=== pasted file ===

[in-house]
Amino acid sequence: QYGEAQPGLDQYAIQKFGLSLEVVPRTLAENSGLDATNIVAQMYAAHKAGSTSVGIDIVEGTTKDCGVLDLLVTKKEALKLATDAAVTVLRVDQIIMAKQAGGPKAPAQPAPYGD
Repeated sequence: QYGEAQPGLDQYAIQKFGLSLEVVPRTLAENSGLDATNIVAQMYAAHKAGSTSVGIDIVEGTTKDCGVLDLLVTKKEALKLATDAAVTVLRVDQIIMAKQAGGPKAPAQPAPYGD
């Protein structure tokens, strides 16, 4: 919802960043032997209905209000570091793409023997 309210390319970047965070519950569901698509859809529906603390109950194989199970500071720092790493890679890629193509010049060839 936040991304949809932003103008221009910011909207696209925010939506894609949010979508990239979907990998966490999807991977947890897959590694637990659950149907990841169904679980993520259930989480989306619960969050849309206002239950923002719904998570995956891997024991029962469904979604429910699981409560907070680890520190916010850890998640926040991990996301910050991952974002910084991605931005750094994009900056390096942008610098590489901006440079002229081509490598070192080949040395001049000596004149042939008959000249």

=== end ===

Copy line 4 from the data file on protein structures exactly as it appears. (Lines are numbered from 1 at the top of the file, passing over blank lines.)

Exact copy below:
């Protein structure tokens, strides 16, 4: 919802960043032997209905209000570091793409023997 309210390319970047965070519950569901698509859809529906603390109950194989199970500071720092790493890679890629193509010049060839 936040991304949809932003103008221009910011909207696209925010939506894609949010979508990239979907990998966490999807991977947890897959590694637990659950149907990841169904679980993520259930989480989306619960969050849309206002239950923002719904998570995956891997024991029962469904979604429910699981409560907070680890520190916010850890998640926040991990996301910050991952974002910084991605931005750094994009900056390096942008610098590489901006440079002229081509490598070192080949040395001049000596004149042939008959000249």